Day 1 Arguments (Morning): 18th July, 2018

Today at 11.30 p.m., the Supreme Court began hearing the arguments in the Sabarimala Temple case before a five judge bench comprising Chief Justice Dipak Misra, Justice D.Y. Chandrachud, Justice Ajay Manikrao Khanwilkar, Justice Rohinton Nariman and Justice Indu Malhotra.


The Supreme Court will decide whether Sabrimala temple's customary religious practice, which prohibits entry of women between ages 10-50, is discriminatory and violates equality guaranteed under the Constitution. 


For around the first forty five minutes, Mr. Gupta read out the provisions of the referral order.


Mr. R.P. Gupta, representing the petitioners, noted that previous Kerala government had supported women's entry to Sabrimala. He argued that temple entry cannot form essential part of a religion and it does not enjoy protection under Article 25 of the Constitution.


Mr. Gupta argued under Article 26(b) of the Constitution, a religious denomination has autonomy in managing the internal affairs of a religion subject to public order, morality and health. Mr. Gupta narrated the history of Devasom Board, the controlling body of Sabrimala temple, to argue that Sabrimala temple is not a distinct religious denomination and it is a part of Hindu religion.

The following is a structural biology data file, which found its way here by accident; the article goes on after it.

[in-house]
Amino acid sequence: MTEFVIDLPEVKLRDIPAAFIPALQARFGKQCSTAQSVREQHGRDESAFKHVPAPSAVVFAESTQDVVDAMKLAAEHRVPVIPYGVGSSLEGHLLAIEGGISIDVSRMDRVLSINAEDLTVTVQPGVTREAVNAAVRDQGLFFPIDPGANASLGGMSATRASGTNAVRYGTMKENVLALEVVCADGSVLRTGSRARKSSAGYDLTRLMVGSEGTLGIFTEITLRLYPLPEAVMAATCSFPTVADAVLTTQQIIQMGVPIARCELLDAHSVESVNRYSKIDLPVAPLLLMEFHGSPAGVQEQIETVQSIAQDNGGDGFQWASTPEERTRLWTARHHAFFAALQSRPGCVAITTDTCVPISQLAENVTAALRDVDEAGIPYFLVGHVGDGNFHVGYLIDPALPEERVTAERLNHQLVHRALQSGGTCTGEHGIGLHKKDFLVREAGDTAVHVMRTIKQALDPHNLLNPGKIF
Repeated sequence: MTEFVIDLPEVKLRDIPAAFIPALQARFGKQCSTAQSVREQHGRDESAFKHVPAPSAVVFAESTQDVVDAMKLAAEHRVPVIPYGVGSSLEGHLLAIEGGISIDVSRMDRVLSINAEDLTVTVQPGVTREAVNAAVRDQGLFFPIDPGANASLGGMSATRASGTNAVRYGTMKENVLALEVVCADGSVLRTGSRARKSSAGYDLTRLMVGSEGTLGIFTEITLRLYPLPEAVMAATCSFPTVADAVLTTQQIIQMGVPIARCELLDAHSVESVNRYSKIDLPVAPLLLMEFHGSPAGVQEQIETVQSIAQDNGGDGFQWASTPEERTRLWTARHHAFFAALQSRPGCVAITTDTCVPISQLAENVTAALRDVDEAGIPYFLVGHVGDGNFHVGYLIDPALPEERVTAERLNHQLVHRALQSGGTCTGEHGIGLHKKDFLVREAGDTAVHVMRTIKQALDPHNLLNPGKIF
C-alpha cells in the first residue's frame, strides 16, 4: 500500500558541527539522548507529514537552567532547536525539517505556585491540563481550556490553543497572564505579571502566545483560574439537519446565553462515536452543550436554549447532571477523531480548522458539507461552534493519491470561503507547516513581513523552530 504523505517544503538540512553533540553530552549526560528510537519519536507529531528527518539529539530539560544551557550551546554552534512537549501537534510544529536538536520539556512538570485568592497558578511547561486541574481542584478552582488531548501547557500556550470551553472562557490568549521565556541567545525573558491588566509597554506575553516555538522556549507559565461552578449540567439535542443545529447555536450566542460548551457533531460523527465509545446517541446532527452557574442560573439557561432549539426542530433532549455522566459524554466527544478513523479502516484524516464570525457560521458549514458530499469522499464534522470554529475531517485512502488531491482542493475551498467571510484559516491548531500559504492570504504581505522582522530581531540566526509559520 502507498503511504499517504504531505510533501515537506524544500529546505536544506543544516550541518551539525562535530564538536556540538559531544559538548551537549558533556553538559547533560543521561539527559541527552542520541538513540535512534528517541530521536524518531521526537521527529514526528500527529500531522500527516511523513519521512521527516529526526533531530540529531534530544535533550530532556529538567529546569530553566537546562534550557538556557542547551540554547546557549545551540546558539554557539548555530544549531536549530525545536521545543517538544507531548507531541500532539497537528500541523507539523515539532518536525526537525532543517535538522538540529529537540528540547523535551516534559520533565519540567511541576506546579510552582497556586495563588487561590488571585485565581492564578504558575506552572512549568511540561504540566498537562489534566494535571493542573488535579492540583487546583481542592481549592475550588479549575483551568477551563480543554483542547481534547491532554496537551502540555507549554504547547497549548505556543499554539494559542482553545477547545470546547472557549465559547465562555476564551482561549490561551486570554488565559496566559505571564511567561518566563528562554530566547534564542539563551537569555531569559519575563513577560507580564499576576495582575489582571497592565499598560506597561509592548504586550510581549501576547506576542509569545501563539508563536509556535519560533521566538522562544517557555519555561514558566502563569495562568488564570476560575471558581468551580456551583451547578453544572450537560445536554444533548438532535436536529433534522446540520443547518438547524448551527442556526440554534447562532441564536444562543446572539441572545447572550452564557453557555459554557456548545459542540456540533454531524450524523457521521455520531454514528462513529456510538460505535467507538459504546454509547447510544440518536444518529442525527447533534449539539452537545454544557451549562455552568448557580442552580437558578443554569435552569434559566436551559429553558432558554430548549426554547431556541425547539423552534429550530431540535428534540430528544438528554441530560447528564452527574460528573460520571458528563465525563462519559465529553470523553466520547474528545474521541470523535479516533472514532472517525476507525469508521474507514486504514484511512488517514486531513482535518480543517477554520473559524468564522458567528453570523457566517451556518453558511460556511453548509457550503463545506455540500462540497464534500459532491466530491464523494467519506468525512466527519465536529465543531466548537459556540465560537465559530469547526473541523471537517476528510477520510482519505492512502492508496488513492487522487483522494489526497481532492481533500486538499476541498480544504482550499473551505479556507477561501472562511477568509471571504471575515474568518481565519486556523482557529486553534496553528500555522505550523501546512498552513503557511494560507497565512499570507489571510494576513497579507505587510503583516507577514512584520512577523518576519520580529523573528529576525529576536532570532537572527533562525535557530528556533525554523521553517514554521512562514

Mr. Gupta argued that the Devasom Board does not have a separate administration and gets state funding under various schemes. To support his contentions that it is not a religious denomination, he cited Shirur Matt  and SP Mittal to buttress his arguments. He specifically cited SP Mittal to argue that continuity of denomination is essential to be granted protection under Article 26(b).


Mr. Gupta added that Dewasom Board is a part of the Hindu religion. Women have exalted position in Hindu religion, any custom which prohibits women entry is both anti-hindu and anti-women.


He noted that continuity of this religious custom is questionable since during Maharaja's time women were allowed inside the temple. He added that any addition in due course of time requires to be examined carefully.


The hearings will resume at 2.00 P.M.

(With contributions by Samya Chatterjee)